Does nutritional deficiency weaken immune defences against COVID-19?
Severely ill patients with COVID-19 have low levels of several nutrients, with vitamin D and selenium being the most prevalent, a study has found. This suggests the possibility that nutritional deficiencies may increase susceptibility to the disease.
Researchers assessed the nutritional status of 50 COVID-19 patients (median age, 57.5 years; 29 men). They measured vitamins B1, B6, B12, D (25-hydroxyvitamin D), folate, selenium, and zinc levels.
The majority of the population (80 percent) had at least one missing nutrient. Most patients (76 percent) had low vitamin D levels (<20 ng/dl), with 24 percent having severe deficiency (<10 ng/dl). As for the other nutrients, deficiency of selenium was observed in 42 percent of the patients, pyridoxine in 6.1 percent, and folate in 4.0 percent. Vitamins B1 and B12 and zinc levels were normal.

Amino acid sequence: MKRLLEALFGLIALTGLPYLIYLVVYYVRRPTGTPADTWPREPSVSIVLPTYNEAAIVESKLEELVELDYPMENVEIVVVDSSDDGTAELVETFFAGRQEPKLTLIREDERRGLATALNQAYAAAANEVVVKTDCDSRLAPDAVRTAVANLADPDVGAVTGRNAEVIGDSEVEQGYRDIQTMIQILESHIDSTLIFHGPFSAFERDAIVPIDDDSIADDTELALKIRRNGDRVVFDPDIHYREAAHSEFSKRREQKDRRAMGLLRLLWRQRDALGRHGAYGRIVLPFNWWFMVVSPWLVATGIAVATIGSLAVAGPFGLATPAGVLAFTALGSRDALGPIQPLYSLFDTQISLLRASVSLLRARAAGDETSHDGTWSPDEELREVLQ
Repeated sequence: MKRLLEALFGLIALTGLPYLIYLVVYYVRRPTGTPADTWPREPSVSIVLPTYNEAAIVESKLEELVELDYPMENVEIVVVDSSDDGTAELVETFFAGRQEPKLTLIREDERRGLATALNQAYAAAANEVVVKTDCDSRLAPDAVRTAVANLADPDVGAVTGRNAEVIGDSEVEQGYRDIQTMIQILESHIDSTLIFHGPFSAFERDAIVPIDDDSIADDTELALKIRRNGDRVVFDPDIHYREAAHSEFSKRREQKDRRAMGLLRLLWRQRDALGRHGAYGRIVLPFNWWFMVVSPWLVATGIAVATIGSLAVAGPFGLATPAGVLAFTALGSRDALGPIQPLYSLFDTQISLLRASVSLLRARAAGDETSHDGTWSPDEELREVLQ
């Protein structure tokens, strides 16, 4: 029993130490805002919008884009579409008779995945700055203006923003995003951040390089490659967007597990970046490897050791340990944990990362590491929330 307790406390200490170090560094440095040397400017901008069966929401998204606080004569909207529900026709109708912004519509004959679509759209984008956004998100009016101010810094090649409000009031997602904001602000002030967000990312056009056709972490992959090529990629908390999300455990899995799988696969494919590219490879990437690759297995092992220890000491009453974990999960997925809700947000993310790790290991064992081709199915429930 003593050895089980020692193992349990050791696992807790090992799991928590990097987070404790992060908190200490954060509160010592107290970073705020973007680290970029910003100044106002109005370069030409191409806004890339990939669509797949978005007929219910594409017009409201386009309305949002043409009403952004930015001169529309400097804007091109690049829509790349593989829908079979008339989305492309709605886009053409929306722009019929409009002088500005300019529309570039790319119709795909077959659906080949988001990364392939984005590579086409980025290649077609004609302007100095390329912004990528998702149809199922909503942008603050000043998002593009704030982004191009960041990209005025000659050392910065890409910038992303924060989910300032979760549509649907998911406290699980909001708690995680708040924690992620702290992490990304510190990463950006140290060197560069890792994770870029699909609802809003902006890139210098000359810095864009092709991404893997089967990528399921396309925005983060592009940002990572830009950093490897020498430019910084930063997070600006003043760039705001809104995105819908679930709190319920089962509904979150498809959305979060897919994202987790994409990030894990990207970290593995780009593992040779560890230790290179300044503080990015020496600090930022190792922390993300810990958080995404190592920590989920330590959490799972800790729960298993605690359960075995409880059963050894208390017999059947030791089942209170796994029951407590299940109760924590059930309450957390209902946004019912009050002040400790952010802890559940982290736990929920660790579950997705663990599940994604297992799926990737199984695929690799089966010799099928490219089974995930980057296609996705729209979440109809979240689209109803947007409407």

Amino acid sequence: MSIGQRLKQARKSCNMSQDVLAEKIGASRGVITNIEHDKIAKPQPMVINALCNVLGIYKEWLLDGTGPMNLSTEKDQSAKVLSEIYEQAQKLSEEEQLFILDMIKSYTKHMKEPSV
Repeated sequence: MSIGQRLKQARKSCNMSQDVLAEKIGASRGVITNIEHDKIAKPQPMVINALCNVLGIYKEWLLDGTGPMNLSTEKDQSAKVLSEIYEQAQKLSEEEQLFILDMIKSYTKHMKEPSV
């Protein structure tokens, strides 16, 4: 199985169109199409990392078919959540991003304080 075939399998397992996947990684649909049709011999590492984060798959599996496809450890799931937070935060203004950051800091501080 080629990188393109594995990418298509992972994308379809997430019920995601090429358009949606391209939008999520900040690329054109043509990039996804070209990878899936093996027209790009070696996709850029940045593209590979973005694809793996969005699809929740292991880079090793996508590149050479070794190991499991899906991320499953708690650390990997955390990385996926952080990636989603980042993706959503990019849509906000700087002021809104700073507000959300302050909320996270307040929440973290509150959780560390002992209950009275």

In the group of 150 matched controls, on the other hand, the proportions of those with vitamin D deficiency and severe deficiency were significantly lower: 43 percent and 7.3 percent, respectively. Average vitamin D values were accordingly higher in the control than in the patient group (25.03 vs 15.73 ng/dL).
The findings underscore a possibility that nutritional deficiencies may favour the onset of COVID-19 and increase the severity of the disease. However, there is uncertainty whether nutrient deficiency influenced immunity or simply contributed to a decline in the patients' overall condition. More precise and large-scale studies are needed to investigate the impact of nutritional deficiencies in this population.